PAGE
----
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July 14, 2013 12:09 PM Homelessness, hunger, the immiseration of the unemployed, decimated Head Start programs and public schools: all brought to you, courtesy of the sequester

By Kathleen Geier

The federal budget sequester — that Rosemary’s baby that resulted from the unholy alliance between political elites’ bipartisan fetish on the one hand, and their austerity mania on the other — continues to wreak havoc in the lives of millions of Americans. Like a particularly nasty and tenacious social disease, it is the gift that keeps on giving.

Over at ThinkProgress, Bryce Covert writes movingly about one particularly unfortunate group of SOL sequester victims — people who are homeless due to budget cuts. Covert notes that the sequester has resulted in two billion dollars in cuts from federally funded housing assistance programs, and that those cuts are expected to affect at least 140,000 households.

But that’s far from the only group of Americans the sequester is impacting. Consider the following:

— At least 70,000 kids are being kicked out of the already chronically underfunded preschool program, Head Start.

— Elderly folks and people with disabilities who depend on Meals on Wheels are also in for an unlovely surprise: funding for the program has been slashed, and thousands of people across the country are receiving fewer meals from the service — or no meals whatsoever.

— Public schools across the country that depend on federal aid, especially those located on military bases and Indian reservations, are finding themselves forced to lay off workers, cut back hours, and postpone vital repairs to crumbling infrastructure.

— Small businesses, many of which supply goods and services to the government, have been hard hit, and a number of them have been forced to lay off workers because their federal contracts were cancelled.

— The long-term unemployed, whose unemployment benefits were painfully inadequate to begin with (on average, only $289 a week), are also getting reamed. Weekly benefits are shrinking by amounts ranging from 14 percent to 22 percent, depending on what part of the country recipients live in.

— And, just in time for tourist season, we’re seeing an epidemic “dirty toilets, unkempt trails, shuttered campgrounds and fewer educational activities” at America’s national parks.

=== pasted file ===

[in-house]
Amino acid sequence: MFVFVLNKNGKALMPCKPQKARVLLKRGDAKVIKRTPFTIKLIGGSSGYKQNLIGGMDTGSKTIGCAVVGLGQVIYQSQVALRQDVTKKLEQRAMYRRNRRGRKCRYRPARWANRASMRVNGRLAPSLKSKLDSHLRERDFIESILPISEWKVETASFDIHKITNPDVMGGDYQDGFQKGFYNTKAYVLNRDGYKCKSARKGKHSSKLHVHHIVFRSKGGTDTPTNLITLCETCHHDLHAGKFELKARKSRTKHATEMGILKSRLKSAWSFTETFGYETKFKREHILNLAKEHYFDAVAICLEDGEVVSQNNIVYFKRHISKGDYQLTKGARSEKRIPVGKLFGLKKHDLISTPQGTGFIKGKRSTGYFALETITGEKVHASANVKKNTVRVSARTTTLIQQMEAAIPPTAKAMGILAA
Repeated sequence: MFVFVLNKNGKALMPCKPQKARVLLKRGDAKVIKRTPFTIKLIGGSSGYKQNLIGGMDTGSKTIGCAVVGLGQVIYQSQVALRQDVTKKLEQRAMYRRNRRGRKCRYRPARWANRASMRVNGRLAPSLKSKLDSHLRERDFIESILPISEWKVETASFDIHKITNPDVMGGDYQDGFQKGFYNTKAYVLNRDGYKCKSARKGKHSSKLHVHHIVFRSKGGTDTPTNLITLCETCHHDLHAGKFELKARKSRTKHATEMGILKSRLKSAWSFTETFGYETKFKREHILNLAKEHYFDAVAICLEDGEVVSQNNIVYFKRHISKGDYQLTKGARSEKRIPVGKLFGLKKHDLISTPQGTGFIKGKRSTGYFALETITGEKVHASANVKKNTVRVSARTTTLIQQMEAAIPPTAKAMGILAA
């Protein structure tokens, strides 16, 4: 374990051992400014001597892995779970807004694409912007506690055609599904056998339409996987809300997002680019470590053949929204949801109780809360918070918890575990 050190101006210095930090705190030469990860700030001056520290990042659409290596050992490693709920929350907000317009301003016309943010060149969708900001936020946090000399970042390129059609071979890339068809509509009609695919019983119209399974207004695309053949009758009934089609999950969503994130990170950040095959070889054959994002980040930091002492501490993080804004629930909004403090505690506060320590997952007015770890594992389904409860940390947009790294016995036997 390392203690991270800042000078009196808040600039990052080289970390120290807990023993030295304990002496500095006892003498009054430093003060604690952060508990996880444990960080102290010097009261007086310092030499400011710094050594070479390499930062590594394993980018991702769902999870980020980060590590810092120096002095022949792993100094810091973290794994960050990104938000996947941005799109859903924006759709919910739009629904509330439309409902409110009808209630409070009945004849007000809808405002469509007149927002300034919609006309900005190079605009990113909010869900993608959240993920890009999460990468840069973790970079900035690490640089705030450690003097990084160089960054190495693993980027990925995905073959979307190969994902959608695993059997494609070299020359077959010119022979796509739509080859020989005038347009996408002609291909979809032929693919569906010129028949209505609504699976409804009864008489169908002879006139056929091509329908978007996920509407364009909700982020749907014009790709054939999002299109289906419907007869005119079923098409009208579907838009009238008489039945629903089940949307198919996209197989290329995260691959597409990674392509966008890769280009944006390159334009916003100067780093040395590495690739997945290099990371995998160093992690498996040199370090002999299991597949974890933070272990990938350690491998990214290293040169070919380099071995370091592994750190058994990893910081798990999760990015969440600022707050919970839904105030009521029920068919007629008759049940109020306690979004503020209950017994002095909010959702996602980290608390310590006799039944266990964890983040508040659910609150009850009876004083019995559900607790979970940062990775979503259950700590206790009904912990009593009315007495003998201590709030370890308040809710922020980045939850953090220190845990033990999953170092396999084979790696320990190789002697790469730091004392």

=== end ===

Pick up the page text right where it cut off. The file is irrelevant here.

In addition to these impacts from program-specific budget cuts, the New York Times’ Catherine Rampell has been pointing out that the sequester is also negatively affecting public sector workers and workers in other industries. Defense-dependent industries “have been shredding jobs,” Rampell notes. Plus, in addition to a significant boost in unemployment among public sector workers, there’s also been a huge spike in the category of federal workers who are working part-time but say they want to work full-time.

Undoubtedly, there is also a reverse-Keynesian effect playing itself out here. Many workers whose salary is or was paid for by the federal government have been let go, or have seen their hours reduced. Add those people to the long-term unemployed who just saw their benefits slashed, and you have many workers with smaller pocketbooks — which means less consumer spending, and in turn, less stimulus to the economy, and fewer jobs.

Jared Bernstein has more about the sequester’s effects. Make no mistake: its impact has been far-reaching, affecting many more programs, services, and populations than I’ve identified here.

But hey, look on the bright side. Our revered elected officials are no longer inconvenienced by flight delays, now that Congress has reversed itself on FAA cuts. Glad to see somebody has their priorities straight! And it’s not like anyone whom political elites need to concern themselves with is scraping by on unemployment benefits, or worried about losing their public housing assistance. So it’s all good!

Kathleen Geier is a writer and public policy researcher who lives in Chicago. She blogs at Inequality Matters. Find her on Twitter: @Kathy_Gee

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